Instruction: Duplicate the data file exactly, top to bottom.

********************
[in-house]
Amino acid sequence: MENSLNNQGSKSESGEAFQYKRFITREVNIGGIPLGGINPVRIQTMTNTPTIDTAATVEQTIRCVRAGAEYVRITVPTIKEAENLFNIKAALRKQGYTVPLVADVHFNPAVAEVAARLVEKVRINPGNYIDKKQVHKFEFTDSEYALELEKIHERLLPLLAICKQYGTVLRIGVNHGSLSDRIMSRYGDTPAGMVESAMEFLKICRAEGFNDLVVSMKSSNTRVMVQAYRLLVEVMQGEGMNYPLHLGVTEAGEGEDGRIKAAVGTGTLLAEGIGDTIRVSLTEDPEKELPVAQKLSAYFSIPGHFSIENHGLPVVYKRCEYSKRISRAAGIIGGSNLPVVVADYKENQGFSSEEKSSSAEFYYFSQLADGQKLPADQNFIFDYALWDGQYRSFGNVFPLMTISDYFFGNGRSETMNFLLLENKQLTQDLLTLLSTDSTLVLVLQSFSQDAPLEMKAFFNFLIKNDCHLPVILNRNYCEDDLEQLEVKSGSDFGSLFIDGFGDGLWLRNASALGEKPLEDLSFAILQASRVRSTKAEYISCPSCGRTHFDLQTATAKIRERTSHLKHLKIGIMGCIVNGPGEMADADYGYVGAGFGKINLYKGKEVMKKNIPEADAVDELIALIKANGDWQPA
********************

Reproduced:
[in-house]
Amino acid sequence: MENSLNNQGSKSESGEAFQYKRFITREVNIGGIPLGGINPVRIQTMTNTPTIDTAATVEQTIRCVRAGAEYVRITVPTIKEAENLFNIKAALRKQGYTVPLVADVHFNPAVAEVAARLVEKVRINPGNYIDKKQVHKFEFTDSEYALELEKIHERLLPLLAICKQYGTVLRIGVNHGSLSDRIMSRYGDTPAGMVESAMEFLKICRAEGFNDLVVSMKSSNTRVMVQAYRLLVEVMQGEGMNYPLHLGVTEAGEGEDGRIKAAVGTGTLLAEGIGDTIRVSLTEDPEKELPVAQKLSAYFSIPGHFSIENHGLPVVYKRCEYSKRISRAAGIIGGSNLPVVVADYKENQGFSSEEKSSSAEFYYFSQLADGQKLPADQNFIFDYALWDGQYRSFGNVFPLMTISDYFFGNGRSETMNFLLLENKQLTQDLLTLLSTDSTLVLVLQSFSQDAPLEMKAFFNFLIKNDCHLPVILNRNYCEDDLEQLEVKSGSDFGSLFIDGFGDGLWLRNASALGEKPLEDLSFAILQASRVRSTKAEYISCPSCGRTHFDLQTATAKIRERTSHLKHLKIGIMGCIVNGPGEMADADYGYVGAGFGKINLYKGKEVMKKNIPEADAVDELIALIKANGDWQPA